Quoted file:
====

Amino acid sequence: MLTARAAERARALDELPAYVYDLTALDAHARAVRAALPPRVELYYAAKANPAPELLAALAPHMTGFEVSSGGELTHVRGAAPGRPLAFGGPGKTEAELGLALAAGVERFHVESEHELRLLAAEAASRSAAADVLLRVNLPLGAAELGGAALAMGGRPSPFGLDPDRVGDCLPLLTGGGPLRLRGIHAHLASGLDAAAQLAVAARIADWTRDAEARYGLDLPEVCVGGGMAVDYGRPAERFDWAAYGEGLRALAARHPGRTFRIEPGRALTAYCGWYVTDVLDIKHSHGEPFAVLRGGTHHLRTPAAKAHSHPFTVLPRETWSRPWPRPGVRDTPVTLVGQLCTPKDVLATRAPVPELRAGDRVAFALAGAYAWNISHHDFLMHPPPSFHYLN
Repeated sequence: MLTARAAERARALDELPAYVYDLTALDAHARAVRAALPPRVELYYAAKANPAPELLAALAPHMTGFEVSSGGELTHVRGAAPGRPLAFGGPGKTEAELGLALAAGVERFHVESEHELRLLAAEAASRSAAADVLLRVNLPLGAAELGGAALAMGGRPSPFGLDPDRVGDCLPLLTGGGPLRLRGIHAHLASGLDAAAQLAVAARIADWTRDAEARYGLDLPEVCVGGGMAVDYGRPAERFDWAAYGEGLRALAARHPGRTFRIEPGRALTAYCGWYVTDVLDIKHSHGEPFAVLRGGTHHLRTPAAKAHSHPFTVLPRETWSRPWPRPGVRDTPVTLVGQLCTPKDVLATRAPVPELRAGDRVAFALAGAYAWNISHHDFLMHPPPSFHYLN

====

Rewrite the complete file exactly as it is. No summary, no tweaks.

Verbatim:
Amino acid sequence: MLTARAAERARALDELPAYVYDLTALDAHARAVRAALPPRVELYYAAKANPAPELLAALAPHMTGFEVSSGGELTHVRGAAPGRPLAFGGPGKTEAELGLALAAGVERFHVESEHELRLLAAEAASRSAAADVLLRVNLPLGAAELGGAALAMGGRPSPFGLDPDRVGDCLPLLTGGGPLRLRGIHAHLASGLDAAAQLAVAARIADWTRDAEARYGLDLPEVCVGGGMAVDYGRPAERFDWAAYGEGLRALAARHPGRTFRIEPGRALTAYCGWYVTDVLDIKHSHGEPFAVLRGGTHHLRTPAAKAHSHPFTVLPRETWSRPWPRPGVRDTPVTLVGQLCTPKDVLATRAPVPELRAGDRVAFALAGAYAWNISHHDFLMHPPPSFHYLN
Repeated sequence: MLTARAAERARALDELPAYVYDLTALDAHARAVRAALPPRVELYYAAKANPAPELLAALAPHMTGFEVSSGGELTHVRGAAPGRPLAFGGPGKTEAELGLALAAGVERFHVESEHELRLLAAEAASRSAAADVLLRVNLPLGAAELGGAALAMGGRPSPFGLDPDRVGDCLPLLTGGGPLRLRGIHAHLASGLDAAAQLAVAARIADWTRDAEARYGLDLPEVCVGGGMAVDYGRPAERFDWAAYGEGLRALAARHPGRTFRIEPGRALTAYCGWYVTDVLDIKHSHGEPFAVLRGGTHHLRTPAAKAHSHPFTVLPRETWSRPWPRPGVRDTPVTLVGQLCTPKDVLATRAPVPELRAGDRVAFALAGAYAWNISHHDFLMHPPPSFHYLN